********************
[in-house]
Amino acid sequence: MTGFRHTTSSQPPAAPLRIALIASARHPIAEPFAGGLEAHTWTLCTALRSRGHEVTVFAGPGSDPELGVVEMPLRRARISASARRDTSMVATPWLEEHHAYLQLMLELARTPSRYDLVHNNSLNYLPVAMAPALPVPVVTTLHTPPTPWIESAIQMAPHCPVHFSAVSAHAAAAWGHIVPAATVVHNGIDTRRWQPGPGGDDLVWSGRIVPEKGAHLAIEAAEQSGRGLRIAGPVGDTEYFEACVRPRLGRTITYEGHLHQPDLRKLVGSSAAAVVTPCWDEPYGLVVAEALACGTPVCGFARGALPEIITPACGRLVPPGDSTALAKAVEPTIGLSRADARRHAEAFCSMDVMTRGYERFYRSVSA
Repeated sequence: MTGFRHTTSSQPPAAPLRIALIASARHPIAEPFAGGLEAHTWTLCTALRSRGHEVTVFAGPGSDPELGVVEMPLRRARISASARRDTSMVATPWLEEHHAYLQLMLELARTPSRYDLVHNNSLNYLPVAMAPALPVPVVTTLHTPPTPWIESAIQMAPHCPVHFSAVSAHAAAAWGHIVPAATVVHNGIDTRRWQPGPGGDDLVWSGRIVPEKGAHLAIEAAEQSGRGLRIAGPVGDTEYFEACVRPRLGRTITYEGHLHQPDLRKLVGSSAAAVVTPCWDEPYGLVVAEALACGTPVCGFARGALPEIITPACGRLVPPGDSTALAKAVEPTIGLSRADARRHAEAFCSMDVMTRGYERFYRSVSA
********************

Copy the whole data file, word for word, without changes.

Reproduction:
[in-house]
Amino acid sequence: MTGFRHTTSSQPPAAPLRIALIASARHPIAEPFAGGLEAHTWTLCTALRSRGHEVTVFAGPGSDPELGVVEMPLRRARISASARRDTSMVATPWLEEHHAYLQLMLELARTPSRYDLVHNNSLNYLPVAMAPALPVPVVTTLHTPPTPWIESAIQMAPHCPVHFSAVSAHAAAAWGHIVPAATVVHNGIDTRRWQPGPGGDDLVWSGRIVPEKGAHLAIEAAEQSGRGLRIAGPVGDTEYFEACVRPRLGRTITYEGHLHQPDLRKLVGSSAAAVVTPCWDEPYGLVVAEALACGTPVCGFARGALPEIITPACGRLVPPGDSTALAKAVEPTIGLSRADARRHAEAFCSMDVMTRGYERFYRSVSA
Repeated sequence: MTGFRHTTSSQPPAAPLRIALIASARHPIAEPFAGGLEAHTWTLCTALRSRGHEVTVFAGPGSDPELGVVEMPLRRARISASARRDTSMVATPWLEEHHAYLQLMLELARTPSRYDLVHNNSLNYLPVAMAPALPVPVVTTLHTPPTPWIESAIQMAPHCPVHFSAVSAHAAAAWGHIVPAATVVHNGIDTRRWQPGPGGDDLVWSGRIVPEKGAHLAIEAAEQSGRGLRIAGPVGDTEYFEACVRPRLGRTITYEGHLHQPDLRKLVGSSAAAVVTPCWDEPYGLVVAEALACGTPVCGFARGALPEIITPACGRLVPPGDSTALAKAVEPTIGLSRADARRHAEAFCSMDVMTRGYERFYRSVSA